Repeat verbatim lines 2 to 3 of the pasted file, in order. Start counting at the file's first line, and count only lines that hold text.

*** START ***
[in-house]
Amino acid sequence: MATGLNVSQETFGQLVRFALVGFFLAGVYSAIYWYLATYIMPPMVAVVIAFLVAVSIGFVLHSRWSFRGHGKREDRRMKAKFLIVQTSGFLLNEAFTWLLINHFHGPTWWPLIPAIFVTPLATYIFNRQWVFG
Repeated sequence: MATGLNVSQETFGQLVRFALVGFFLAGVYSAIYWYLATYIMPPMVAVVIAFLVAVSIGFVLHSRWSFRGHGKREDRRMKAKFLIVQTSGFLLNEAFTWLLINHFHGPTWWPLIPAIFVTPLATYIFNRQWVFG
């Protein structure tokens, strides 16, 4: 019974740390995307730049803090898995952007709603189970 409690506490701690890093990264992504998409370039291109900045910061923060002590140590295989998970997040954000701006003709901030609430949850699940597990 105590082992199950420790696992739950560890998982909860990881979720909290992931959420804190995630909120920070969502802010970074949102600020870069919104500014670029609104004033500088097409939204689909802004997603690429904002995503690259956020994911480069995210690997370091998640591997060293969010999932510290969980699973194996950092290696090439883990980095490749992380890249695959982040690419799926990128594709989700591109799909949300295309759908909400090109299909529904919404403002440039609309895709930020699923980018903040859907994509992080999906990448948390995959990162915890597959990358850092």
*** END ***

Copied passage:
Amino acid sequence: MATGLNVSQETFGQLVRFALVGFFLAGVYSAIYWYLATYIMPPMVAVVIAFLVAVSIGFVLHSRWSFRGHGKREDRRMKAKFLIVQTSGFLLNEAFTWLLINHFHGPTWWPLIPAIFVTPLATYIFNRQWVFG
Repeated sequence: MATGLNVSQETFGQLVRFALVGFFLAGVYSAIYWYLATYIMPPMVAVVIAFLVAVSIGFVLHSRWSFRGHGKREDRRMKAKFLIVQTSGFLLNEAFTWLLINHFHGPTWWPLIPAIFVTPLATYIFNRQWVFG